Consider the BBS as a “tip of iceberg.” Let’s take example of the Bollywood star Sharmila Tagore. She converted to Islam to marry Mansur Ali Khan and changed her name to Begum Ayesha Sultana. All her 3 children have Muslim names and were raised as 100% Muslims. Their son, Saif Ali Khan's wife, Amrita Singh, had the same fate as Sharmila except later she got talak (divorce). Further, if Kareena Kapoor marries to Saif, probably the same saga will continue. For your daughter (or son), do you wish for the same religious fate like Sharmila? Would you not say “no” to the “unintended” BBS and divert the love Titanic away from a major disaster?

If your doctor tells you that you have a high cholesterol or blood pressure, would you not be concerned about future massive heart attack or stroke? A request for the BBS of a Hindu for marriage should be considered as an alarming sign for a major trouble coming 15 years into your marriage life.

If your intended spouse (or in-laws) is expecting the BBS religious conversion, especially for your children, then you have one of two choices: 1) accept his or her Abrahamic faith and be prepared to give up your birth religion and cultural heritage completely or 2) clarify that you have pride in your birth religion and ask for equality by denying the BBS religious labeling request. Promise only what you mean. A married life based on misleading assurances or lies will have serious consequences later for both. The married life is a long journey; do not start in a wrong direction.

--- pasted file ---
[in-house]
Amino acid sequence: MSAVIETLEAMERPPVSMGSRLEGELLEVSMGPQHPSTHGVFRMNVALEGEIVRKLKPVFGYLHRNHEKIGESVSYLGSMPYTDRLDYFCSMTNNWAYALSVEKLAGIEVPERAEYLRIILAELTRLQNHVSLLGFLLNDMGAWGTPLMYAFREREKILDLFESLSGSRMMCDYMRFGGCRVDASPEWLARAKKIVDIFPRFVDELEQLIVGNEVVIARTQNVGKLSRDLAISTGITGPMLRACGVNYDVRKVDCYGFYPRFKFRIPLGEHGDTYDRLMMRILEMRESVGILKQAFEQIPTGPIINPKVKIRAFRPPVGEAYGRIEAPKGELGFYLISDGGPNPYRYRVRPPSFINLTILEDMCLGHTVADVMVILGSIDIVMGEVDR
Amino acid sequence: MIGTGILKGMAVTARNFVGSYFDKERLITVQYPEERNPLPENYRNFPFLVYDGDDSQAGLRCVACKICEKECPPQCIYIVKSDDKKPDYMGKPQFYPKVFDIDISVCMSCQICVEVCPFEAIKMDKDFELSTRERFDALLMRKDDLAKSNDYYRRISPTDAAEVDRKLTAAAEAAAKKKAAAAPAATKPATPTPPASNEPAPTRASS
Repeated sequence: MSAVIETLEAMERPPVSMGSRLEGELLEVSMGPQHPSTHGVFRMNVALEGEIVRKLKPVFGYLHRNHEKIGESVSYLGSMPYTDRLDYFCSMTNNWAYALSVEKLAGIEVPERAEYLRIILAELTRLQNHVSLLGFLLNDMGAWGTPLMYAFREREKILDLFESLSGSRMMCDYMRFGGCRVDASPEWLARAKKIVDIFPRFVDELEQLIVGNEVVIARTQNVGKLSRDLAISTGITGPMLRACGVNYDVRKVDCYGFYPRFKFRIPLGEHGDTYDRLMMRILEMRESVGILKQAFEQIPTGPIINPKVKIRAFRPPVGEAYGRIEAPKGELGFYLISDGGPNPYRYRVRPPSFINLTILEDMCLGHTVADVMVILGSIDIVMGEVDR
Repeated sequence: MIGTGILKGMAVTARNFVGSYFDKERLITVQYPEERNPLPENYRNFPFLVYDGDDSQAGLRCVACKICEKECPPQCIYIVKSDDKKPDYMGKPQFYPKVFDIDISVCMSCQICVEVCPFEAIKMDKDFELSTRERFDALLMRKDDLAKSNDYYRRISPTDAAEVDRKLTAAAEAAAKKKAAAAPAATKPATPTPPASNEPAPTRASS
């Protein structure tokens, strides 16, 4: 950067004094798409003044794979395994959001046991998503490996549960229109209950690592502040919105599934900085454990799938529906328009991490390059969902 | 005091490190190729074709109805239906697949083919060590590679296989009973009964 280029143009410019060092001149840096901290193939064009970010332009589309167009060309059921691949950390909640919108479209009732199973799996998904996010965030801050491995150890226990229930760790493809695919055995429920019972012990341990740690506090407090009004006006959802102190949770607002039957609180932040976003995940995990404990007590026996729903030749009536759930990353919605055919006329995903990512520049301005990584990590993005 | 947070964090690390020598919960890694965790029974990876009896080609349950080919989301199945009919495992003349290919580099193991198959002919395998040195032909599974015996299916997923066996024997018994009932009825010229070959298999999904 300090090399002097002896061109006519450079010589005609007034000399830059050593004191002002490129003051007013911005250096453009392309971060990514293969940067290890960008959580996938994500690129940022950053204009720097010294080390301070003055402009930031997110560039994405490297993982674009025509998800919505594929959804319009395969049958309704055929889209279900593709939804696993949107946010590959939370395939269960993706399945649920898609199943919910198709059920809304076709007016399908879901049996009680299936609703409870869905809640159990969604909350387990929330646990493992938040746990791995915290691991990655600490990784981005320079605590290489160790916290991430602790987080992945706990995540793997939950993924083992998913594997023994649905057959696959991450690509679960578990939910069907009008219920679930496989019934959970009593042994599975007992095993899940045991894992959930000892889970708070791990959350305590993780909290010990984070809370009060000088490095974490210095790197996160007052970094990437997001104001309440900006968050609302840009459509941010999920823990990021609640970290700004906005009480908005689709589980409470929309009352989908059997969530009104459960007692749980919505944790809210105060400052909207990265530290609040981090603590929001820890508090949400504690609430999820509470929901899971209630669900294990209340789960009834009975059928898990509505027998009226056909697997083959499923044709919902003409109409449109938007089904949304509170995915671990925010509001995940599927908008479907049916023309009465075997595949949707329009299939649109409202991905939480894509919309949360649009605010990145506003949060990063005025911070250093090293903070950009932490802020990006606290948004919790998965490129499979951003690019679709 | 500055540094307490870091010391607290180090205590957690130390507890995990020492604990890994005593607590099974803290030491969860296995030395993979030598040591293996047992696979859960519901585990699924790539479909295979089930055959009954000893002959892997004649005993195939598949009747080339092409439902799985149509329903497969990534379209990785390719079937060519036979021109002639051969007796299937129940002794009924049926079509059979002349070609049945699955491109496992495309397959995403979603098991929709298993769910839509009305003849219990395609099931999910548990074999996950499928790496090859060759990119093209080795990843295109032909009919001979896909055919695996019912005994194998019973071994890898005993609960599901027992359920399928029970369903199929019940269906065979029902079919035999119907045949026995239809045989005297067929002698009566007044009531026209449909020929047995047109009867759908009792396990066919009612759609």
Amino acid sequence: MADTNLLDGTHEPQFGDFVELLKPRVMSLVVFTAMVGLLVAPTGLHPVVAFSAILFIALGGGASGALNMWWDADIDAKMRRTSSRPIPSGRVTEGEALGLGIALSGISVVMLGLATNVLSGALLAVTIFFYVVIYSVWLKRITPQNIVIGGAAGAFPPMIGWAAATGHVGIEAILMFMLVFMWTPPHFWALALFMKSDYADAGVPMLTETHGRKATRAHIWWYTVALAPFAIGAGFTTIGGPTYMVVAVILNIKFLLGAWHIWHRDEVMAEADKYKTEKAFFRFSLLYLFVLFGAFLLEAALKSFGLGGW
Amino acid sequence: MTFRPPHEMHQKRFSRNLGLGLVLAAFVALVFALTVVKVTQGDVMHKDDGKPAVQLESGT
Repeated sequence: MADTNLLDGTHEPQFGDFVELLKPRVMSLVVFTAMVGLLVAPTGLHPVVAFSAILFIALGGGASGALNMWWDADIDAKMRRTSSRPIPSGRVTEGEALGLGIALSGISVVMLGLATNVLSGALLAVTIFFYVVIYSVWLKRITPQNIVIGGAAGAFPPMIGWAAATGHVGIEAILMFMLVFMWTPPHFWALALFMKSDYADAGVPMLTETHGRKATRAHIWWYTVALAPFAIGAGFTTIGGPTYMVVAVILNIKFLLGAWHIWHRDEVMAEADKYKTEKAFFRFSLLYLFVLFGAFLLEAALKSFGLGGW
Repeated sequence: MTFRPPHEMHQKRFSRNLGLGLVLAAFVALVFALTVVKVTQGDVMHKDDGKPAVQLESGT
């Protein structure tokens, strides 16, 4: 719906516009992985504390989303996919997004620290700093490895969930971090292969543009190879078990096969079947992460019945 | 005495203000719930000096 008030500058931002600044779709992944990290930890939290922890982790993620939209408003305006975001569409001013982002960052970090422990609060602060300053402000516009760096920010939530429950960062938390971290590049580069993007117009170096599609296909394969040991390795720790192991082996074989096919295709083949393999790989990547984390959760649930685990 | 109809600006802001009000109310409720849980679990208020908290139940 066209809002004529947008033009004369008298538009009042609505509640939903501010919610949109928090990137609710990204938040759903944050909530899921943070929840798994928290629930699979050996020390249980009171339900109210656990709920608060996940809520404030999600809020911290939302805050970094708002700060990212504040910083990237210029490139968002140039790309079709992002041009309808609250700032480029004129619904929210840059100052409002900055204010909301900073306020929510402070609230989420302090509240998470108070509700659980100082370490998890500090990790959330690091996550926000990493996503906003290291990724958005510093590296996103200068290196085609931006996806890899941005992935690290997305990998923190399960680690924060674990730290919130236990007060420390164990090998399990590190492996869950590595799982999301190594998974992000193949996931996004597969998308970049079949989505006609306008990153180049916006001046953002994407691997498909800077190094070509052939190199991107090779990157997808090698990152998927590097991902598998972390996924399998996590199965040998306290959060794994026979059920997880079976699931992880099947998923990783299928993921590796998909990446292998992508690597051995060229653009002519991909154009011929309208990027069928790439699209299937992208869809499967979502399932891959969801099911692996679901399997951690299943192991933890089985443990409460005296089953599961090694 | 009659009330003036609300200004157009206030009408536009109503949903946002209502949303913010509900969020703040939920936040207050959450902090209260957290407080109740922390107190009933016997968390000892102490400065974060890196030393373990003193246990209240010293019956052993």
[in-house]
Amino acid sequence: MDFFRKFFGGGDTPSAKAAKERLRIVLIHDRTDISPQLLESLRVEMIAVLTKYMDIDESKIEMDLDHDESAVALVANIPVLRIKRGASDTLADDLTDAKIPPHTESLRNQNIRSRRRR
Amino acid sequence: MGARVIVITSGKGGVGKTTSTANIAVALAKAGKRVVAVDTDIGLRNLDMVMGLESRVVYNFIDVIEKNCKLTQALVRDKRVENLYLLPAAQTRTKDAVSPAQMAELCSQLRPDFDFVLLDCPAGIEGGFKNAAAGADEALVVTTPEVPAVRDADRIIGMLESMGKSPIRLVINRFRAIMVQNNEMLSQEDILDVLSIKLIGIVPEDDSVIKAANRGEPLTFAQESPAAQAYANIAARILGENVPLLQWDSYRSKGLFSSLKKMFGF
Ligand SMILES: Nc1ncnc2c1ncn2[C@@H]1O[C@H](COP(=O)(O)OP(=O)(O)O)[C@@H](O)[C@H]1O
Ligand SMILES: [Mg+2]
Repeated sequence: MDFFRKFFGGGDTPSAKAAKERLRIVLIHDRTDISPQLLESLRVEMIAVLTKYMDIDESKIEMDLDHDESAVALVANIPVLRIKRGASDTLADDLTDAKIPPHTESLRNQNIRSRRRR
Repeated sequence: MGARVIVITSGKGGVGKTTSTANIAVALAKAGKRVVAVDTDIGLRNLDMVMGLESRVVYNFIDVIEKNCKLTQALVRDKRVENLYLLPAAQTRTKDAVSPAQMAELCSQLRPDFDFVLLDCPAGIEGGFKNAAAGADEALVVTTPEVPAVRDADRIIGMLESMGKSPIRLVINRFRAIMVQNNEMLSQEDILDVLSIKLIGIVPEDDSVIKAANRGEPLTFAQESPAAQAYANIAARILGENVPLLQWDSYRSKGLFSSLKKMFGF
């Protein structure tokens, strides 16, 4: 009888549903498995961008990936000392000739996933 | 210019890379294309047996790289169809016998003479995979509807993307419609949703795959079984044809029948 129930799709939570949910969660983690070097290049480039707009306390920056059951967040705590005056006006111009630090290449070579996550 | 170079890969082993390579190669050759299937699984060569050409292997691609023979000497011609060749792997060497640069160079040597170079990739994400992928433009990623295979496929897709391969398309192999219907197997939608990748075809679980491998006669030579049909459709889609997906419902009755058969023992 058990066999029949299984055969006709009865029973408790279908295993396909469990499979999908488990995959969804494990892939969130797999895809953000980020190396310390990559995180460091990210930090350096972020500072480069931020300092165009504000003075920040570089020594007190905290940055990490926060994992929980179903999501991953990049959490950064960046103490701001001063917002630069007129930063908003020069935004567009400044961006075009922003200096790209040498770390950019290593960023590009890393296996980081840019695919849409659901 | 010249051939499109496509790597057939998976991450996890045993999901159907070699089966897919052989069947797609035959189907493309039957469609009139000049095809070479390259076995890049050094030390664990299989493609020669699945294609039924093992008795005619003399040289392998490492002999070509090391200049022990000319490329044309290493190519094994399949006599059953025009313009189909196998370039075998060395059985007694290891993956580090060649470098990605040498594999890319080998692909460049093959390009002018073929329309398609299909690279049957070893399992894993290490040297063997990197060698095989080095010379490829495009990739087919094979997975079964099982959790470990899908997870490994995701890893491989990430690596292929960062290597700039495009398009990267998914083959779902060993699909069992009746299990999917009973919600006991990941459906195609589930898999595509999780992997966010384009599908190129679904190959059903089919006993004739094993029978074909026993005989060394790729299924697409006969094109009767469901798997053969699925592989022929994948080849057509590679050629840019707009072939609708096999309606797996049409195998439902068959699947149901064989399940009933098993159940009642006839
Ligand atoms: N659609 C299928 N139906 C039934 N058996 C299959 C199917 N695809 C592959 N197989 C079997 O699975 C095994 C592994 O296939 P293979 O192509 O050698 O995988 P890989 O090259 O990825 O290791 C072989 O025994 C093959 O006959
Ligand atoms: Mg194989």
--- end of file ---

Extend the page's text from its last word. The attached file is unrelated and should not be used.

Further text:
Many times, without realizing long term consequences, Hindu youths may opt to accept a new religion just to please their intended spouse and in-laws. Further, in many cases, the Hindu parents allow Hindu children or grand children to convert to the other religion just to please their in-law. There could be 101 reasons to say “no” to Abrahamic’s proselytism tactics, while there is not one good reason for a proud Dharmic parents to say “wonderful son, go for the BBS” other than parent’s lack of courage to speak out.

These days, most Abrahamics are not religious fanatic, are open minded and thus will not expect the BBS from the intended Hindu spouse. But you want to make sure the one you are dealing with is not an intolerant for what you are. Keep in mind that the “tolerance” and “open mindedness” are not measurable characteristics and could change with the wind. However, the denial of BBS is a simple litmus test to find out the “true color” of the intended spouse. So Hindus youths and parents need to learn to ask a simple question: is there any expectation for the children of this marriage to have Baptism, Bris or Sunat?